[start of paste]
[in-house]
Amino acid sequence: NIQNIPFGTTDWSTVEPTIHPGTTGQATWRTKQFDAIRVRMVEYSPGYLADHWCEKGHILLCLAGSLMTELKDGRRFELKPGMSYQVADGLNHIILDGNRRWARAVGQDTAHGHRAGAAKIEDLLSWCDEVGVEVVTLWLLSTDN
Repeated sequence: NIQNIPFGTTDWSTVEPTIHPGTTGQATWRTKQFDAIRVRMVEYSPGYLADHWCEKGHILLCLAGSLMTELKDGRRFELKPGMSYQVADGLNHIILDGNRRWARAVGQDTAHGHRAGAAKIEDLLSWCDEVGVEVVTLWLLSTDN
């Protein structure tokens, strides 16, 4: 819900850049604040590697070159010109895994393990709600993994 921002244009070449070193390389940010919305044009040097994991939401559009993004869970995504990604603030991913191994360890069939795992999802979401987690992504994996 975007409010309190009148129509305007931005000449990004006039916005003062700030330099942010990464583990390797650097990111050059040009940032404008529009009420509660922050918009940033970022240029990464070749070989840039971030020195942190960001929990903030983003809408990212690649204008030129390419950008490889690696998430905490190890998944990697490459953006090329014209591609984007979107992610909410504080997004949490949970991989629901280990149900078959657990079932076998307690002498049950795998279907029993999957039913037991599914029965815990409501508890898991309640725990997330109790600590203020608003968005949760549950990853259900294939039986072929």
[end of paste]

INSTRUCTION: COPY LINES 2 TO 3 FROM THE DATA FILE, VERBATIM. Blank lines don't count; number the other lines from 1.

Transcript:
Amino acid sequence: NIQNIPFGTTDWSTVEPTIHPGTTGQATWRTKQFDAIRVRMVEYSPGYLADHWCEKGHILLCLAGSLMTELKDGRRFELKPGMSYQVADGLNHIILDGNRRWARAVGQDTAHGHRAGAAKIEDLLSWCDEVGVEVVTLWLLSTDN
Repeated sequence: NIQNIPFGTTDWSTVEPTIHPGTTGQATWRTKQFDAIRVRMVEYSPGYLADHWCEKGHILLCLAGSLMTELKDGRRFELKPGMSYQVADGLNHIILDGNRRWARAVGQDTAHGHRAGAAKIEDLLSWCDEVGVEVVTLWLLSTDN